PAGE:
The depute leader of Fife Council sat in on a government-commisioned review designed to help regenerate growth in town centres.
Councillor Lesley Laird was invited to speak on behalf of Fife Council last Friday at the Barclay Review which has been set up to look at the current system of non-domestic rates across Scotland.
Fife was the only local authority asked to jointhe review – which is being chaired by Ken Barclay, former chairman of the Royal Bank of Scotland – following on from Kirkcaldy 4All the previous week, the only Scottish BID invited to give evidence.
Cllr Laird said it made for an interesting discussion.
“We’ve been campaigning for reform ever since I took over the portfolio in 2013.
“We’d made a very strong submission, we’d surveyed a lot of businesses in Fife and that allowed us to put in case studies to illustrate some of the key points that we were making about the reasons for reform.
“We posed a number of questions to the review; what is the problem that we’re trying to fix here, what is the business rates system now for, what are the reliefs now for, and, if we are giving reliefs, then where does that link to our wider economic agenda of inclusive growth and sustainable employment?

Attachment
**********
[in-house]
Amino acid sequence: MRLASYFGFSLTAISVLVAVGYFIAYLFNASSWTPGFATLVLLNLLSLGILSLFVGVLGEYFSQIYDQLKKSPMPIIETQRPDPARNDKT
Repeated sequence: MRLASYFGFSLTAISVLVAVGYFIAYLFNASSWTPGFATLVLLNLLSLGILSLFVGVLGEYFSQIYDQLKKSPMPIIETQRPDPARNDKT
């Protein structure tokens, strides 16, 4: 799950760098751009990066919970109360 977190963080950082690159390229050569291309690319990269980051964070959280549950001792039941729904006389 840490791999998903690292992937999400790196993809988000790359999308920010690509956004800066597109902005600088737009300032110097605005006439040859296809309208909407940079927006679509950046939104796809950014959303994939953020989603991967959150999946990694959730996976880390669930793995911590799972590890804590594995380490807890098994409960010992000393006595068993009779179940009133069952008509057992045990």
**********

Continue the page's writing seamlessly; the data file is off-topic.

“That was really the premise around which we set out Fife’s case to the Barclay Review.”
Cllr Laird believes the rates system to be out of date, saying: “It is extremely old and its whole original concept has now fundamentally changed.
“We also pointed out that there are whole areas that are exempt which we believe should be included for rates.
“For example, if you are really focused on delivering the Scottish Government’s Town Centre First Principle then why are you giving an unfair advantage to out of town retailers in terms of the rates they have, especially when more often than not they have free parking.”
The review will report back to the government with its findings in July and Cllr Laird added: “It will be interesting to see how they frame their recommendations.
“If they do come up with some fundamental changes lets hope there is an openness to look at that.”